Jesse Jackson has managed what every politician must crave but what few can achieve: the ability to dominate the discussion even in absentia.
Jackson, of course, was in town for the Congressional Black Caucus 13th legislative weekend, but he seemed almost to play down his presence. As he did last month, at the 20th anniversary of the March on Washington, he once again passed up a shot at "capturing" a major event by announcing his candidacy for president.
He would take a leave of absence starting today, he said, to devote full time to his run/don't run decision. Not much news there.
And yet, in the corridors of the Washington Hilton Hotel, site of the caucus weekend, in the restaurants and bars, even in the legislative workshops, the talk was of "Jesse." Will he run? Should he run? Can he run with enough success to make the effort worthwhile?
Nothing approaching a consensus emerges from these endless arguments, perhaps because the positions taken and defended have less to do with facts (on which there is general agreement) than on the political attitudes of those doing the arguing.
There are the ultrapragmatists (if your favorite can't win, vote for the least-awful candidate who can) and their tunnel-vision soul mates (the only thing worth discussing is how best to defeat Reagan). Those who hold this view tend to see Jackson's candidacy as a distraction--and tend also to complain of being taken for granted by Democrats and ignored by Republicans.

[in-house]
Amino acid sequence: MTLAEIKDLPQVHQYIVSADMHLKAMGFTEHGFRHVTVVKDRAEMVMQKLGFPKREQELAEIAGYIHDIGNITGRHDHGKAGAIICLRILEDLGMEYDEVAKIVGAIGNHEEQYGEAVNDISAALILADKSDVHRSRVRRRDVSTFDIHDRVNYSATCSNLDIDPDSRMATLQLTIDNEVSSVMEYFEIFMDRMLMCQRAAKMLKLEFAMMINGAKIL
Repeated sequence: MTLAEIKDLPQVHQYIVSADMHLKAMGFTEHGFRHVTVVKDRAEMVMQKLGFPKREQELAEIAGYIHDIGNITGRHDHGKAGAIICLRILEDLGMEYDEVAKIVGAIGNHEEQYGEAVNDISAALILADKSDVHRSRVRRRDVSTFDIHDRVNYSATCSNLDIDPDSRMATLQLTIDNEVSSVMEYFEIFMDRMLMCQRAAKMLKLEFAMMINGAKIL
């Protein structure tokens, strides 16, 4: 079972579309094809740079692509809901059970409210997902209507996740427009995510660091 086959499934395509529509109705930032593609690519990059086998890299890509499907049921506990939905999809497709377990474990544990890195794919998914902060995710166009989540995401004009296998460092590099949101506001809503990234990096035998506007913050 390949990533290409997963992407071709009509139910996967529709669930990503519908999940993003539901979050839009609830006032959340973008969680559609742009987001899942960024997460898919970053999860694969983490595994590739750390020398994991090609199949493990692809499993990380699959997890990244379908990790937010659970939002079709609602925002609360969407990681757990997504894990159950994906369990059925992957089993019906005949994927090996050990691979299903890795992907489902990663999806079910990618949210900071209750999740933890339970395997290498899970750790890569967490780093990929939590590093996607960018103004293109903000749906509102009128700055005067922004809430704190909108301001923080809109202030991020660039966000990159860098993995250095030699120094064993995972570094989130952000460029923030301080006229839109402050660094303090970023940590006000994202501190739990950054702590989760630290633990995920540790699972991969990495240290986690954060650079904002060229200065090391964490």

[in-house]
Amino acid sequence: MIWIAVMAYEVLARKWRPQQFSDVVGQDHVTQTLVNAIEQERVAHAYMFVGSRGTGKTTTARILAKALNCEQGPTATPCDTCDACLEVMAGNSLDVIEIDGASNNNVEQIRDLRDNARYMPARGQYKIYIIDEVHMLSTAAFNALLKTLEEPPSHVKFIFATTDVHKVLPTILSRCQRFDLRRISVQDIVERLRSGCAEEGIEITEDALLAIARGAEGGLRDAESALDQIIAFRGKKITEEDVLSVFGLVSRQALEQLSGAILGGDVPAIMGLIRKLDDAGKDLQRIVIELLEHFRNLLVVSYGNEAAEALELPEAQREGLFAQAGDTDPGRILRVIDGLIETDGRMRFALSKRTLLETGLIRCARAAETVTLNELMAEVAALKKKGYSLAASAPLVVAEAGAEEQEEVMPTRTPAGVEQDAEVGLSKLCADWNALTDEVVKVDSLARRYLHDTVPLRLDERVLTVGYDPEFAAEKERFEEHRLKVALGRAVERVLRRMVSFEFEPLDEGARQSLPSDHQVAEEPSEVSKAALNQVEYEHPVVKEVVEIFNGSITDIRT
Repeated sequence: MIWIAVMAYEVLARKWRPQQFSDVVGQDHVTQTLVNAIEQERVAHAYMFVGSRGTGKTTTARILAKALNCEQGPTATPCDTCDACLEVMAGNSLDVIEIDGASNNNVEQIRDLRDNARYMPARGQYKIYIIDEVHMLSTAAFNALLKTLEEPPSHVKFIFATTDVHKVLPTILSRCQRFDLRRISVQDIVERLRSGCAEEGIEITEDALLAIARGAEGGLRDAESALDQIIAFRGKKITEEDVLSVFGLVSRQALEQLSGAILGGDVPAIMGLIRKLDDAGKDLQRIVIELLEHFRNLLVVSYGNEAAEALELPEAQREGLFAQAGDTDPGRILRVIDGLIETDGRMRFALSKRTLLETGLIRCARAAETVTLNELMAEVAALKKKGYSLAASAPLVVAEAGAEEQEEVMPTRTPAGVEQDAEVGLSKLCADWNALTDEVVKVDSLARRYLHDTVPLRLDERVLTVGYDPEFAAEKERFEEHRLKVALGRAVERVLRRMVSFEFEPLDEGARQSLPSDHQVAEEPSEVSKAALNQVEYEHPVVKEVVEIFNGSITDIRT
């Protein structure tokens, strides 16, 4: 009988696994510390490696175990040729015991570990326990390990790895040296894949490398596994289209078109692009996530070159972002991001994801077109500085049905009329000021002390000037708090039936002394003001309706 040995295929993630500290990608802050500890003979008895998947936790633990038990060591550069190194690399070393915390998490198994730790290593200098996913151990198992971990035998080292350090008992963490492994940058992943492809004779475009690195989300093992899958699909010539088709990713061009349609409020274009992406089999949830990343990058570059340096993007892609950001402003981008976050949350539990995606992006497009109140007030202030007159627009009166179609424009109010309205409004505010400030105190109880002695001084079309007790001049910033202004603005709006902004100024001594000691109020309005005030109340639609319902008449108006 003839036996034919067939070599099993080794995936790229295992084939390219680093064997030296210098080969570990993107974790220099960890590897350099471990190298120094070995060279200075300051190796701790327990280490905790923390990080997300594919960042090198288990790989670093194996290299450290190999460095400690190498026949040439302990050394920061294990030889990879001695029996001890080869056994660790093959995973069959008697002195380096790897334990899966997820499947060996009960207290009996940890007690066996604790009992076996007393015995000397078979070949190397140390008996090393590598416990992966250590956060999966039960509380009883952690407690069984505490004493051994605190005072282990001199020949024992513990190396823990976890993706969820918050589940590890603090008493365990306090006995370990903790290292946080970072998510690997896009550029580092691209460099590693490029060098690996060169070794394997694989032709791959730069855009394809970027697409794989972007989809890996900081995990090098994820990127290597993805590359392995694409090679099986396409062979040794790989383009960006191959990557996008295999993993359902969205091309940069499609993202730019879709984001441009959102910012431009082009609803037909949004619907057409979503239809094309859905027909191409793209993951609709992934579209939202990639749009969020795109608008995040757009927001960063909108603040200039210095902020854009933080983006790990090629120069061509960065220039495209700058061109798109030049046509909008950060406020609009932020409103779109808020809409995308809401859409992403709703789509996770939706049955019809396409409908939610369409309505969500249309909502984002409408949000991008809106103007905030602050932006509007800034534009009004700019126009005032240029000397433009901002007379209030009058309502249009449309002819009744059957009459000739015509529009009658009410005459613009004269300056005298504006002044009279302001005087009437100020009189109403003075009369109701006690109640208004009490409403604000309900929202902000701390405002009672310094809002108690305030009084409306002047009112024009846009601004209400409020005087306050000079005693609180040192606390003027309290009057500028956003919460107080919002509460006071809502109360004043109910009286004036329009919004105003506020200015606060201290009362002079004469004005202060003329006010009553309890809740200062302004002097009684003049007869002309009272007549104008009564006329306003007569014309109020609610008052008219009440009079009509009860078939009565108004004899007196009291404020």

There are the primary tacticians, whose dream is that Jackson would do well enough in enough state contests that he would arrive at the Democratic nominating convention with significant bargaining strength. They shy away from suc questions as what Jackson might realistically bargain for that wouldn't automatically be included in any Democratic platform--except for personal power --say the right to name a quarter of the Cabinet.
There are the despairing militants who see value in consolidating black political power, even in a losing cause, because at the very least it would expose white people for the bigots they are.
Probably the most intriguing and fastest-growing group is made up of the grand strategists, who, while they are solidly anti-Reagan, see Reagan as only a symptom. The disease, they say, is the dependence of blacks on the benevolence of whoever occupies the White House.
A Jesse Jackson candidacy would inspire millions of previously unregistered blacks to get on the voter roles, and that would inspire hundreds of previously unelectable blacks to declare their candidacies for offices ranging from the local courthouse to the statehouse to the House of Representatives.
Jackson would lose, these theorists acknowledge, but enough of those whose candidacies he inspired would win that even a second-term Reagan would have to change his act.
There is one other group in the discussion. I'm not sure what to call them, but they state their position with a question: Where's Jesse going to get the money to finance a campaign?
It may be the question foremost in Jackson's mind these next days and weeks.